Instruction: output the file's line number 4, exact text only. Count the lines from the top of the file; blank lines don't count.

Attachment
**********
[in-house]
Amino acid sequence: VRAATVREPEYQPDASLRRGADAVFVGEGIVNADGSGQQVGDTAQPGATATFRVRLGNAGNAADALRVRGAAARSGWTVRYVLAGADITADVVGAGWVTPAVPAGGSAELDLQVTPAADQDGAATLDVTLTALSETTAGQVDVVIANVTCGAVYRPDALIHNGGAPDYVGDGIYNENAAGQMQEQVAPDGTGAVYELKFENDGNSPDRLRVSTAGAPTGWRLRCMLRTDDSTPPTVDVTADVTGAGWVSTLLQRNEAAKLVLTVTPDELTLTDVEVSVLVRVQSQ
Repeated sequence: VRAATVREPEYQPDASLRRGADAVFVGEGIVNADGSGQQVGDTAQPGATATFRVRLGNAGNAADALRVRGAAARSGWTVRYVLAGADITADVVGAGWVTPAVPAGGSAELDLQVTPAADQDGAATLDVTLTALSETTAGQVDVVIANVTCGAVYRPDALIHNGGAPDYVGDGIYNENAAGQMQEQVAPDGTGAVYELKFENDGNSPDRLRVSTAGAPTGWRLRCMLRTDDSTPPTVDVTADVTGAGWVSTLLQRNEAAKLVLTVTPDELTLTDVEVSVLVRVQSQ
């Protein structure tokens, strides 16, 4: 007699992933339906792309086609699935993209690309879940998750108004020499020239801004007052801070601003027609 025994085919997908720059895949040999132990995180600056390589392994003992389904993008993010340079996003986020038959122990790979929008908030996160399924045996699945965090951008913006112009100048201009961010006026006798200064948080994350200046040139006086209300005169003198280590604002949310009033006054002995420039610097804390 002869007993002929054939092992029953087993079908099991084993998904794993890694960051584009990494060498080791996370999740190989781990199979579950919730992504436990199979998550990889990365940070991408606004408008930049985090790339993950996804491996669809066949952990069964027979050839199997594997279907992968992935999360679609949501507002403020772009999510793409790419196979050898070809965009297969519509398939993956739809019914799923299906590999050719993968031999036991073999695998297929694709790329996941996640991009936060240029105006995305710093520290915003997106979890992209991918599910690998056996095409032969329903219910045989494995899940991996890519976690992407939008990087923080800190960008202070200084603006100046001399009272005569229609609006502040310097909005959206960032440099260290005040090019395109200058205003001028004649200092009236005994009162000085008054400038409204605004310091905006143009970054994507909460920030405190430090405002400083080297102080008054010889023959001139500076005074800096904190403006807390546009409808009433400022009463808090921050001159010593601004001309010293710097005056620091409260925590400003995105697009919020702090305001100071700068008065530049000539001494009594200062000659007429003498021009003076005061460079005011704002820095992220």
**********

């Protein structure tokens, strides 16, 4: 007699992933339906792309086609699935993209690309879940998750108004020499020239801004007052801070601003027609 025994085919997908720059895949040999132990995180600056390589392994003992389904993008993010340079996003986020038959122990790979929008908030996160399924045996699945965090951008913006112009100048201009961010006026006798200064948080994350200046040139006086209300005169003198280590604002949310009033006054002995420039610097804390 002869007993002929054939092992029953087993079908099991084993998904794993890694960051584009990494060498080791996370999740190989781990199979579950919730992504436990199979998550990889990365940070991408606004408008930049985090790339993950996804491996669809066949952990069964027979050839199997594997279907992968992935999360679609949501507002403020772009999510793409790419196979050898070809965009297969519509398939993956739809019914799923299906590999050719993968031999036991073999695998297929694709790329996941996640991009936060240029105006995305710093520290915003997106979890992209991918599910690998056996095409032969329903219910045989494995899940991996890519976690992407939008990087923080800190960008202070200084603006100046001399009272005569229609609006502040310097909005959206960032440099260290005040090019395109200058205003001028004649200092009236005994009162000085008054400038409204605004310091905006143009970054994507909460920030405190430090405002400083080297102080008054010889023959001139500076005074800096904190403006807390546009409808009433400022009463808090921050001159010593601004001309010293710097005056620091409260925590400003995105697009919020702090305001100071700068008065530049000539001494009594200062000659007429003498021009003076005061460079005011704002820095992220």